Like thousands of other people, this past Saturday, I cheered on participants in Baltimore’s 15th annual Kinetic Sculpture Race. This is truly a wacky and wonderful event, and it contributes to Baltimore’s image as a place full of fun and quirky people (see the films of John Waters for more evidence). Here’s a quick description from the race’s website:
“Kinetic Sculptures are amphibious, human powered works of art custom built for the race. Each May, the American Visionary Art Museum (AVAM) hosts the East Coast Kinetic Sculpture Race Championship on the shore of Baltimore’s Inner Harbor in central Maryland. The eight-hour race covers 15 miles—mostly on pavement, but also including a trip into the Chesapeake Bay and through mud and sand.”
The people who make this race such an amazing spectacle each year have a lot to teach us—everyone, but here I’m focusing on writers and readers—about creativity, stamina, and teamwork. We may laugh as we cheer on “Team Fifi,” a group of bicyclists propelling an enormous pink poodle whose “fur” consists of hundreds of yards of tulle (that’s tutu fabric for those who aren’t textile-savvy), but we can learn some serious life lessons from watching such a phenomenon.
1) Don’t be afraid to make a fool of yourself! Kinetic Sculpture Racers wear ridiculous costumes and do ridiculous things, but the risks they take make the event a showcase for creativity and ingenuity. Writers sometimes feel like fools for writing a novel or publishing independently, especially if they are not reaping any financial rewards from their efforts. Were the pilots of “Go Ask Alice” having such worries as they pedaled through the streets of Baltimore–and later through water, sand, and mud–in their enormous blue caterpillar? They are in it for the fun rather than the money, and making it through the muck is part of the game. Writing may feel like a silly thing for grownups to do, but grownups need creative outlets. The question is whether we can amuse or enlighten others in the process—and laugh at ourselves along the way. Readers will forgive (or enjoy) our foolishness if they find something that captures their imaginations or their sympathies.
2) Packaging matters, but so does engineering! There are plenty of kinetic sculptures that look great, but have inadequate underlying structures. On Saturday, “Desdemona Duck,” which began to fall apart as soon as it got rolling, was the perfect example of that. Later, it fell over on its side as soon as it got into the water at Canton Waterfront Park. With the enthusiastic support of the cheering crowd, they ultimately made it through the water and the rest of the race. The lesson here for writers is that if your packaging is good, you may find plenty of fans and actual readers (not always the same), but isn’t it even better if our narratives truck along smoothly and stay afloat (ideally, without bad clichés like these)? Many kinetic sculpture racers come back year after year, perfecting their structures as they learn from experience. As writers, we can do that by revising our current projects (something I am doing now) and applying the design principles we have learned to future projects. Readers can help us by letting us know what works and what doesn’t work, and you can alert us when the whole structure is tipping over or when our narratives need more momentum.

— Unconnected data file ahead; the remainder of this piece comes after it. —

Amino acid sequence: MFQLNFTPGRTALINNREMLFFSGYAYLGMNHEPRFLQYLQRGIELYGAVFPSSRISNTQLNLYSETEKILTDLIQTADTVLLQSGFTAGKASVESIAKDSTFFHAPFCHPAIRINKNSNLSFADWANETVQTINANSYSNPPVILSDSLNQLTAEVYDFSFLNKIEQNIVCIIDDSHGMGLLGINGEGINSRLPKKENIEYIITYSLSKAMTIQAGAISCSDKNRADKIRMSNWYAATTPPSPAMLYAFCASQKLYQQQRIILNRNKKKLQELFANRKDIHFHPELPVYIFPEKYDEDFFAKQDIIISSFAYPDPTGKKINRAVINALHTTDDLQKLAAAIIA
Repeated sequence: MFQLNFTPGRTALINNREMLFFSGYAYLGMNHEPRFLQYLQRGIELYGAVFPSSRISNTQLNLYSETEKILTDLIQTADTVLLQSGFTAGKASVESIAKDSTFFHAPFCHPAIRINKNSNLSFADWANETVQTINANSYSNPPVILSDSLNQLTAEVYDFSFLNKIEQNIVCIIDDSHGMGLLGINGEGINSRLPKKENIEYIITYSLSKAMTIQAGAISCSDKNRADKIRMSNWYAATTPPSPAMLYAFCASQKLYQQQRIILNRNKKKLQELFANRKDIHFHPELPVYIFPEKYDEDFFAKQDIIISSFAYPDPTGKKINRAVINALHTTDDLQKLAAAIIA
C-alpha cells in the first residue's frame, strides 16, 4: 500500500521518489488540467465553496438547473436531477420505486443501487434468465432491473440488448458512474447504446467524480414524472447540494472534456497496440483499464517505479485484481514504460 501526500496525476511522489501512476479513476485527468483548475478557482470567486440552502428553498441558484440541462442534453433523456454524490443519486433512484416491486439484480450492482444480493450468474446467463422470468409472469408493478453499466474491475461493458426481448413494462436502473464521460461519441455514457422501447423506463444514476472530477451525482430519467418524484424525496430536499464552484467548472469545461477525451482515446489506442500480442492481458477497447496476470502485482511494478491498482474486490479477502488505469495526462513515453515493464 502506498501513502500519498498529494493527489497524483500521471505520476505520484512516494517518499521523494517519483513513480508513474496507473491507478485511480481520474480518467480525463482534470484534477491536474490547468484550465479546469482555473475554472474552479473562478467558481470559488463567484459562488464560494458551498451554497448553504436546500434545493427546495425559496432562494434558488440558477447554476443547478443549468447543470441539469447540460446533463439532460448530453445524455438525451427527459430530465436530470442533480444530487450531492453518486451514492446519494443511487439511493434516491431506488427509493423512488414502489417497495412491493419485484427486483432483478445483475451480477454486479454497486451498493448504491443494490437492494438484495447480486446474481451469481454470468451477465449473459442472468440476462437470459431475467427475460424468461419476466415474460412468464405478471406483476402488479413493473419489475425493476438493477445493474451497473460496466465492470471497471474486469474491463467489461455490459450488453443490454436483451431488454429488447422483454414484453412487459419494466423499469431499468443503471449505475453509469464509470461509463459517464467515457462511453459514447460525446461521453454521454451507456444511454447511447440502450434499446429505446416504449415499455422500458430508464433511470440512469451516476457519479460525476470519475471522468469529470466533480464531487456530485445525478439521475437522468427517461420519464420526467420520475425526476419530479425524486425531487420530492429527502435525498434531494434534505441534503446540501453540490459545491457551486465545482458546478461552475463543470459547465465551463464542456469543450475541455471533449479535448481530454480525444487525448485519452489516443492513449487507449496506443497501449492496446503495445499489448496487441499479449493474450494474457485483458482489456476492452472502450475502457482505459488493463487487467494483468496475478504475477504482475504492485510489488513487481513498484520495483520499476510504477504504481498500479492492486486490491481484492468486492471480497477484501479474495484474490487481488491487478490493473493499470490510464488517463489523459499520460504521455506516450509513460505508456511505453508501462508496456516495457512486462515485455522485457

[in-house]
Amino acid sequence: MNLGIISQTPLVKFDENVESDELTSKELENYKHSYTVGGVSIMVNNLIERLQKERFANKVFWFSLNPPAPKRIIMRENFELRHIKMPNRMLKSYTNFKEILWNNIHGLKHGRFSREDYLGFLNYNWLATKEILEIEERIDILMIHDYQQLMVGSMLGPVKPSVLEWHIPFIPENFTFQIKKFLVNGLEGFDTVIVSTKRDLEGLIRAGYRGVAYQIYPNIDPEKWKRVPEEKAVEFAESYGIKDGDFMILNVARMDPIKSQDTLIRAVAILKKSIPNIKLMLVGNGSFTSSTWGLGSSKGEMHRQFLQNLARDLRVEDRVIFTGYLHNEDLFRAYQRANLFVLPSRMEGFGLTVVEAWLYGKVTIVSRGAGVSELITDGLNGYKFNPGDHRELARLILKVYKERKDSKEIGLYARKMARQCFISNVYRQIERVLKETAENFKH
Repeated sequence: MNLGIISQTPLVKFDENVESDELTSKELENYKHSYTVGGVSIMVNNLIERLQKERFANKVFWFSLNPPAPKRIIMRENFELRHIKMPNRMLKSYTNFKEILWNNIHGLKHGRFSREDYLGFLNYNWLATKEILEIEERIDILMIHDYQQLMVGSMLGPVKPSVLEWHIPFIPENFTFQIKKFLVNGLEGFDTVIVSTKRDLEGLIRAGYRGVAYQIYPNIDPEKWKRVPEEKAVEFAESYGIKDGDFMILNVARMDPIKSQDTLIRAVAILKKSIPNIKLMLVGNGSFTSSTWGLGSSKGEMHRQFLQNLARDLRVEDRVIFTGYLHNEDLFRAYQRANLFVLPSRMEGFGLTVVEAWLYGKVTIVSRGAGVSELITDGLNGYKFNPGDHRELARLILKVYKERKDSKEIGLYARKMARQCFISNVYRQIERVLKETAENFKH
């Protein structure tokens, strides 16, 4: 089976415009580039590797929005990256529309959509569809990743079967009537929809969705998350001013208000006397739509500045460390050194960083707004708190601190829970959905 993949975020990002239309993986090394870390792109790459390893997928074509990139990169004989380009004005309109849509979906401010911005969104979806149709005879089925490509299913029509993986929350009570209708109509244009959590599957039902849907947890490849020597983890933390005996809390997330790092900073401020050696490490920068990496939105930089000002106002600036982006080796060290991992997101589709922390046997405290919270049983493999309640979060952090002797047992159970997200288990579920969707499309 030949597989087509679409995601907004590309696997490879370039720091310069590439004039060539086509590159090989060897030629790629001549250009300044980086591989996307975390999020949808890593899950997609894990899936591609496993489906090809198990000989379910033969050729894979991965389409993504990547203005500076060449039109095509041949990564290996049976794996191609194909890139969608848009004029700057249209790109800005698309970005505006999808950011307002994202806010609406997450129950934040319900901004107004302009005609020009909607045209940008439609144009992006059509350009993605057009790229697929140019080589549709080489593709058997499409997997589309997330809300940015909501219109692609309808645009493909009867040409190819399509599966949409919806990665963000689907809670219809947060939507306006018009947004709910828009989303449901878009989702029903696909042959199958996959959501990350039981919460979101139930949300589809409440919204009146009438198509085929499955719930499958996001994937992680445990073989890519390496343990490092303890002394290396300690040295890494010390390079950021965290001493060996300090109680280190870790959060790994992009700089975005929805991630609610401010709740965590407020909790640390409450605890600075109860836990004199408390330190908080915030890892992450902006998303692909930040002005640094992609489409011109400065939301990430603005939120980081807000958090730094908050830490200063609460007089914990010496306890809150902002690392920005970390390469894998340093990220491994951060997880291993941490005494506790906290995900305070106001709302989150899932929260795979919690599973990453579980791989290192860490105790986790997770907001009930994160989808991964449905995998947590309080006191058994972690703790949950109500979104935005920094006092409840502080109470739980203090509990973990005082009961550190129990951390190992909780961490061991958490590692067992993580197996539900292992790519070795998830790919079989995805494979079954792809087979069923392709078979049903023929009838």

3) Power through the obstacles, and get help when you need it! The kinetic sculpture race is full of excitement and entertainment, but it is especially inspiring to see teams go through the obstacle course at Patterson Park. Each sculpture has to make it through a sand pit and a mud pit. While the goal is to make it with locomotion contained within the sculpture (usually several bicyclists), many teams also rely on others to push them through. A sculpture needs a lot of momentum to make it through the mud pit at the top of a hill, and few of the teams are able to do it without assistance. Because most of the sculptures are powered by teams of cyclists, the race highlights the value of teamwork, yet it also emphasizes that teams need help of various kinds. For kinetic sculpture racers, that may mean team members who stand in the mud pit and push the sculpture up the hill—sometimes falling into the pit as they do so. All writers can benefit from having the literary equivalent of a “mud pit crew.”
Although writing itself tends to be a solitary activity rather than a team sport, there is a strong social dimension to everything that surrounds the writing process. We need the support of other writers—whether in writing groups or in online forums—and we need the help of editors and other professionals pivotal to the publishing process, but most of all we need readers. Readers can help push us through the mire by remembering writers are people, too. We are human and we therefore create imperfect narratives, but we can make them better if we hear from you.
You Have Your Own Kinetic Potential Whether you are a writer or “just” a reader, engage with literature by writing book reviews, commenting on blog posts, and sharing your opinions via social media. I have found it inspirational to have both friends and strangers cheer me on in my endeavors. The rise of Internet culture and the transformation of the publishing industry have empowered readers to be more than just passive consumers of culture, so if you value books, then embrace your kinetic potential.